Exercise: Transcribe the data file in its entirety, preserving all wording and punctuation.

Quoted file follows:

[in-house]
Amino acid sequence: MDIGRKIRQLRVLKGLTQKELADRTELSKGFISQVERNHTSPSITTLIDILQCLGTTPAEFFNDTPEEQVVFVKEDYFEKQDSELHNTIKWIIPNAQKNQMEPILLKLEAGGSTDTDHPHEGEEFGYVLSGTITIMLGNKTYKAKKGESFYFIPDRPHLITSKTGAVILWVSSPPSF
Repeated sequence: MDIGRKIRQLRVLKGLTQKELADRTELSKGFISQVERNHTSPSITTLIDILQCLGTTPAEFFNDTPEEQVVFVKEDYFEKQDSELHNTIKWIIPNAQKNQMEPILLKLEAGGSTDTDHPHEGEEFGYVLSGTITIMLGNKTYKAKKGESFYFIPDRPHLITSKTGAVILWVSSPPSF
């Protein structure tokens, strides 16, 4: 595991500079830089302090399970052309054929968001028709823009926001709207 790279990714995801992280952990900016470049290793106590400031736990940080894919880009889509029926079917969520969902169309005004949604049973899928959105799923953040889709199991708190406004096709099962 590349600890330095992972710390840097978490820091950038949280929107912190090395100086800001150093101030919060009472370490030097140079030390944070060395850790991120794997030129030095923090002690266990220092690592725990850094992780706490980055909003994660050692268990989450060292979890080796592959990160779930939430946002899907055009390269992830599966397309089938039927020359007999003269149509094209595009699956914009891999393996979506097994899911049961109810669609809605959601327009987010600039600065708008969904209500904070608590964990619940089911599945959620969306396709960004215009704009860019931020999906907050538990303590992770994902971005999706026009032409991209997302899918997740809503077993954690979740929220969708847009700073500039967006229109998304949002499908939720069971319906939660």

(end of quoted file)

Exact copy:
[in-house]
Amino acid sequence: MDIGRKIRQLRVLKGLTQKELADRTELSKGFISQVERNHTSPSITTLIDILQCLGTTPAEFFNDTPEEQVVFVKEDYFEKQDSELHNTIKWIIPNAQKNQMEPILLKLEAGGSTDTDHPHEGEEFGYVLSGTITIMLGNKTYKAKKGESFYFIPDRPHLITSKTGAVILWVSSPPSF
Repeated sequence: MDIGRKIRQLRVLKGLTQKELADRTELSKGFISQVERNHTSPSITTLIDILQCLGTTPAEFFNDTPEEQVVFVKEDYFEKQDSELHNTIKWIIPNAQKNQMEPILLKLEAGGSTDTDHPHEGEEFGYVLSGTITIMLGNKTYKAKKGESFYFIPDRPHLITSKTGAVILWVSSPPSF
């Protein structure tokens, strides 16, 4: 595991500079830089302090399970052309054929968001028709823009926001709207 790279990714995801992280952990900016470049290793106590400031736990940080894919880009889509029926079917969520969902169309005004949604049973899928959105799923953040889709199991708190406004096709099962 590349600890330095992972710390840097978490820091950038949280929107912190090395100086800001150093101030919060009472370490030097140079030390944070060395850790991120794997030129030095923090002690266990220092690592725990850094992780706490980055909003994660050692268990989450060292979890080796592959990160779930939430946002899907055009390269992830599966397309089938039927020359007999003269149509094209595009699956914009891999393996979506097994899911049961109810669609809605959601327009987010600039600065708008969904209500904070608590964990619940089911599945959620969306396709960004215009704009860019931020999906907050538990303590992770994902971005999706026009032409991209997302899918997740809503077993954690979740929220969708847009700073500039967006229109998304949002499908939720069971319906939660």